Friday, September 30, 2022

Feds to track, share information on nursing home outbreaks

Local senior care facilities are taking precautions to protect against the coronavirus. (WYDaily file/Courtesy of Unsplash)
(WYDaily file/Courtesy of Unsplash)

Calling nursing homes ground zero of the coronavirus crisis, federal officials said Monday they plan to start tracking and publicly sharing information on infections and deaths in such facilities to help spot trends and early signs the virus is spreading in communities.

The move comes as critics, industry officials and local leaders have called for more aggressive actions by the federal government to track infections in homes and contain outbreaks by helping them get greater access to testing and masks, especially given the vulnerability of elderly residents.

Locally, officials at the Virginia Department of Health told WYDaily last week they not releasing which long-term care/senior care facilities on the Peninsula have positive cases of the coronavirus (COVID-19), and they are not those facilities know about other nursing homes with coronavirus cases.

RELATED STORY: How many senior care facilities on the Peninsula have cases of the coronavirus? It’s hard to say

Because the federal government has not been releasing a count of its own, The Associated Press has been keeping its own tally from media reports and state health departments, finding at least 8,426 deaths linked to coronavirus outbreaks in nursing homes and long-term care facilities nationwide.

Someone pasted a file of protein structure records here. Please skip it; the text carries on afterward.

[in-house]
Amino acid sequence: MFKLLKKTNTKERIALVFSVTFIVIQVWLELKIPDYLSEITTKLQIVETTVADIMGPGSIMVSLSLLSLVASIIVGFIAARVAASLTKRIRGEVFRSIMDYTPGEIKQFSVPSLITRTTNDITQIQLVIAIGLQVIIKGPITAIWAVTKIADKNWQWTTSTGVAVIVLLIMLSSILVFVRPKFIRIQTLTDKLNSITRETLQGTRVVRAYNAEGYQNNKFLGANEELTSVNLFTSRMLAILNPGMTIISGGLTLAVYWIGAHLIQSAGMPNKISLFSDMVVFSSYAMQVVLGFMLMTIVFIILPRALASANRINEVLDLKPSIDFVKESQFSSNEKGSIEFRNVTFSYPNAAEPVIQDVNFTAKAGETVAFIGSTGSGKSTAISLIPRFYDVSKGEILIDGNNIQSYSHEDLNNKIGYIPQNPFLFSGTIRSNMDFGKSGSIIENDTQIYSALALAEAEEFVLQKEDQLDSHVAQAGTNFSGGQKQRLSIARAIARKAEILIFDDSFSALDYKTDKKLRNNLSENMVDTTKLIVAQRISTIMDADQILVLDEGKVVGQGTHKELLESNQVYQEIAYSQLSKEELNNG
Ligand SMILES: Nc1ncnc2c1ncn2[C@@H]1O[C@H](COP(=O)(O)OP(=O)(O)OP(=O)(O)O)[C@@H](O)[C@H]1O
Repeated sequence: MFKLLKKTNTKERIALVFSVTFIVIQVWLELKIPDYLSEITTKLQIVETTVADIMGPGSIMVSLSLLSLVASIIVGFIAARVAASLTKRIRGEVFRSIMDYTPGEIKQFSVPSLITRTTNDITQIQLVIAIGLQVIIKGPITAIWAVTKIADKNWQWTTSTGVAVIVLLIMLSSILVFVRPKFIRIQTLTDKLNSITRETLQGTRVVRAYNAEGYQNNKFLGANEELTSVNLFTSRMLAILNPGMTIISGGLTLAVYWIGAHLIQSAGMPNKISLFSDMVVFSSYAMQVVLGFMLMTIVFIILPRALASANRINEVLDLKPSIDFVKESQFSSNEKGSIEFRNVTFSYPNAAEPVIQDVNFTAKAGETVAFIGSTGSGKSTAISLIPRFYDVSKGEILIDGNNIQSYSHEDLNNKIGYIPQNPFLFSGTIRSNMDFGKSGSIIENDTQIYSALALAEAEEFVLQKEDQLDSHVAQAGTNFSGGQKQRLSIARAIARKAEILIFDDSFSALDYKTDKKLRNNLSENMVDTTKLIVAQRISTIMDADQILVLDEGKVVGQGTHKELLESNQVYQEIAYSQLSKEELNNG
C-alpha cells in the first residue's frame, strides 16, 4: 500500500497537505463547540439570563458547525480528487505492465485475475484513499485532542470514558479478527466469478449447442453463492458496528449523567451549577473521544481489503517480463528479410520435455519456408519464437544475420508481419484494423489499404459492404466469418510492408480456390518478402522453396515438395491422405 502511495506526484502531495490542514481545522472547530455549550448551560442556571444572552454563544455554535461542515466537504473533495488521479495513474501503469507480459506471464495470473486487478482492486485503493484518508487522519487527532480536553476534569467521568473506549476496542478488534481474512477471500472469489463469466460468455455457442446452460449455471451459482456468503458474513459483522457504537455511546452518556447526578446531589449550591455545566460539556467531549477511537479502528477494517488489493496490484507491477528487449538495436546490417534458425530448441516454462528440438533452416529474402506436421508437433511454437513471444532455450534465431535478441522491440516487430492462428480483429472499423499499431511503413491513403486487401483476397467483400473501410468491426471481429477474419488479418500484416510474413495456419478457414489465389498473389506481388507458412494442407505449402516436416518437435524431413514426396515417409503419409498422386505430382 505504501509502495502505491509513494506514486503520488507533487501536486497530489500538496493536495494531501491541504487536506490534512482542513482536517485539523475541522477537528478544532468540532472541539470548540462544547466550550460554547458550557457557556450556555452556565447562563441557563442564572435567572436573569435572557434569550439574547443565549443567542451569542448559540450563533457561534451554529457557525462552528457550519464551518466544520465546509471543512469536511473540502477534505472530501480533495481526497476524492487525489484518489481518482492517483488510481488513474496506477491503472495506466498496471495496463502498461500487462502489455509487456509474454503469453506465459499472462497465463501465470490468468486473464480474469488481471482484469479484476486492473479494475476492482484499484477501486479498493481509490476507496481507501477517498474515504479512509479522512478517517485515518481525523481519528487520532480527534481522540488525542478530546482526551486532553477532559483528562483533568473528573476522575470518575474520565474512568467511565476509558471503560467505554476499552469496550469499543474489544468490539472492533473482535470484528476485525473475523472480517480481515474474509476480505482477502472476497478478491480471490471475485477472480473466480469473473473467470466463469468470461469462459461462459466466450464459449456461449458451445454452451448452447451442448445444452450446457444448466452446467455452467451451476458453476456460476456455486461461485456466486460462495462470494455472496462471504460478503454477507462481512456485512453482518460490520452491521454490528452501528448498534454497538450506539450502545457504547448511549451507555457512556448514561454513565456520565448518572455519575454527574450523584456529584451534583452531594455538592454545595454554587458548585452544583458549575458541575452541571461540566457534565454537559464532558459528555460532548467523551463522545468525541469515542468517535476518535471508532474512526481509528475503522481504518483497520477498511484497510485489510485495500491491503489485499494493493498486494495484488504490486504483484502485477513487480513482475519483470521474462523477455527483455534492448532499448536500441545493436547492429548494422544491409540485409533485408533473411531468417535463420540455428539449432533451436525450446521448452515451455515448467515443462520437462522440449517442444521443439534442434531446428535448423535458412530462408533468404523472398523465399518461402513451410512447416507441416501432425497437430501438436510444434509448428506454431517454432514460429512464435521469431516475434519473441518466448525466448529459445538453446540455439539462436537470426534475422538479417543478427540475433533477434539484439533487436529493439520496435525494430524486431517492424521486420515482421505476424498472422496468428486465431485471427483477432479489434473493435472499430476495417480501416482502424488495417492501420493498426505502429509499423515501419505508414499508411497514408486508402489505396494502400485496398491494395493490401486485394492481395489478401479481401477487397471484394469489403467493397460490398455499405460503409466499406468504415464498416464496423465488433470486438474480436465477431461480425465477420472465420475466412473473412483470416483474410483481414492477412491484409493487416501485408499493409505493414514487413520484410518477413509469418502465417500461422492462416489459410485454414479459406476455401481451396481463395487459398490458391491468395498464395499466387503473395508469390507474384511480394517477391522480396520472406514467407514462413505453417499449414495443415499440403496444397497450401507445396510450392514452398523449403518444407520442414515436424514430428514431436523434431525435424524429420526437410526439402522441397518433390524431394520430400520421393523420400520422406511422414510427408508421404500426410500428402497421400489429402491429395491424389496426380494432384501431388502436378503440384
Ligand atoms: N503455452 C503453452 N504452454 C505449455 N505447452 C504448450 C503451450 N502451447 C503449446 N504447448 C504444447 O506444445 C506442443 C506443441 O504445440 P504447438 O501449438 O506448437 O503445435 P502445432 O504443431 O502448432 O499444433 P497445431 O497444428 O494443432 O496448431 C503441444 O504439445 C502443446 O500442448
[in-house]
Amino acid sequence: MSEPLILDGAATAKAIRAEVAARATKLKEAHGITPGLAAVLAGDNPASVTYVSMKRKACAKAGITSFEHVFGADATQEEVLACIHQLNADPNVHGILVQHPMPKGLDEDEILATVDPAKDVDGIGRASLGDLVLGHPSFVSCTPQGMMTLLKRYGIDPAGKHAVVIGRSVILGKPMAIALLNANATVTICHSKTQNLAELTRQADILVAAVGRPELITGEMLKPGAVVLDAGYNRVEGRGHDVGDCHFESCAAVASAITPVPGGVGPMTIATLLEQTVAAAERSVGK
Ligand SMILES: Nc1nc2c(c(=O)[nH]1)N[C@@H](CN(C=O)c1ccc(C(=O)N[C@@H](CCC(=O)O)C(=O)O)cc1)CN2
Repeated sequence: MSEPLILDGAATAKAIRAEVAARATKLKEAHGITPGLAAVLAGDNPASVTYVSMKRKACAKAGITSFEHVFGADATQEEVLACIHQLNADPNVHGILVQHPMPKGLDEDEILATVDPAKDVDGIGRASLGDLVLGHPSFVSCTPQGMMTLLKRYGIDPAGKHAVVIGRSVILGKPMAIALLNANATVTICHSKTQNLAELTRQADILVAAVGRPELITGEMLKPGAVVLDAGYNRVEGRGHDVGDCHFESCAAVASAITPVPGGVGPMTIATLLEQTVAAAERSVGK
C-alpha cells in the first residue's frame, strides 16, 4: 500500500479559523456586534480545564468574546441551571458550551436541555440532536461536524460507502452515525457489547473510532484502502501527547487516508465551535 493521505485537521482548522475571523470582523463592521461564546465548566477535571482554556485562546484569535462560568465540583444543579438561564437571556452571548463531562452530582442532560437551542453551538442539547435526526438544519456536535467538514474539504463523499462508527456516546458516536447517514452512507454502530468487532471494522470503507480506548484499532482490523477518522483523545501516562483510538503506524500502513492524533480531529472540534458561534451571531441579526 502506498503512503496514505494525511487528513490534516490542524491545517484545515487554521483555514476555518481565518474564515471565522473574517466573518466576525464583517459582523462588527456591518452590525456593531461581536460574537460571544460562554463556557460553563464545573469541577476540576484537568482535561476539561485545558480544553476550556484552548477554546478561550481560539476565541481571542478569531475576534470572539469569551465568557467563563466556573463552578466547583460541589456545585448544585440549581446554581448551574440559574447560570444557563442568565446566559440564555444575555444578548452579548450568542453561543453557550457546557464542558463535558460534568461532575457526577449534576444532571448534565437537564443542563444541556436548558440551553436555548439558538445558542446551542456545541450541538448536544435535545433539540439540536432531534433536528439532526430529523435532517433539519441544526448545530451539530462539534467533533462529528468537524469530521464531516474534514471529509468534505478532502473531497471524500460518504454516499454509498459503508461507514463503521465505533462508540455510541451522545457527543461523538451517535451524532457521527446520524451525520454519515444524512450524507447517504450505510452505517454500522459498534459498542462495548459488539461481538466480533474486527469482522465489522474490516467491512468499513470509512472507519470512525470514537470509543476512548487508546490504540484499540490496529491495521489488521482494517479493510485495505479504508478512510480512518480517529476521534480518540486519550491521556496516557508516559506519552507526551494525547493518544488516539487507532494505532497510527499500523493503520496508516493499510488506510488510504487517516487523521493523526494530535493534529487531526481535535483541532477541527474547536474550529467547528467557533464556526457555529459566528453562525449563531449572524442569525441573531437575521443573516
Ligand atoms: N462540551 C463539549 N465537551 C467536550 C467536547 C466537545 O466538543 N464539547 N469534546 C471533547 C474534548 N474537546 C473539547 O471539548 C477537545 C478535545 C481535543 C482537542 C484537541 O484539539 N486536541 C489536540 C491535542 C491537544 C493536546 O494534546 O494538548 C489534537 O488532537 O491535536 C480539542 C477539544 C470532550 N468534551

The agency that oversees nursing homes says homes could start reporting information by the end of this week but didn’t say when or how that data will be distributed.

For the federal tracking of infections, Seema Verma, head of the Centers for Medicare & Medicaid Services, said homes could start reporting by the end of this week and that questionnaires from the U.S. Centers for Disease Control and Prevention will collect information on deaths as well as confirmed and suspected cases, including among workers. She also said nursing homes will also be required to tell patients and family members within 12 hours of a confirmed infection.

Federal officials have come under increased pressure to start publicly tracking coronavirus infections and deaths in nursing homes and assisted/senior living facilities amid criticism they have not been transparent about the scope of outbreaks that have already claimed thousands of lives.

Experts say that lack of transparency has been a major blindspot, and that publicizing outbreaks as they happen could not only alert nearby communities but also help officials see where to focus testing and other safety measures.

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John Mangalonzohttp://wydaily.com
John Mangalonzo (john@localdailymedia.com) is the managing editor of Local Voice Media’s Virginia papers – WYDaily (Williamsburg), Southside Daily (Virginia Beach) and HNNDaily (Hampton-Newport News). Before coming to Local Voice, John was the senior content editor of The Bellingham Herald, a McClatchy newspaper in Washington state. Previously, he served as city editor/content strategist for USA Today Network newsrooms in St. George and Cedar City, Utah. John started his professional journalism career shortly after graduating from Lyceum of The Philippines University in 1990. As a rookie reporter for a national newspaper in Manila that year, John was assigned to cover four of the most dangerous cities in Metro Manila. Later that year, John was transferred to cover the Philippine National Police and Armed Forces of the Philippines. He spent the latter part of 1990 to early 1992 embedded with troopers in the southern Philippines as they fought with communist rebels and Muslim extremists. His U.S. journalism career includes reporting and editing stints for newspapers and other media outlets in New York City, California, Texas, Iowa, Utah, Colorado and Washington state.

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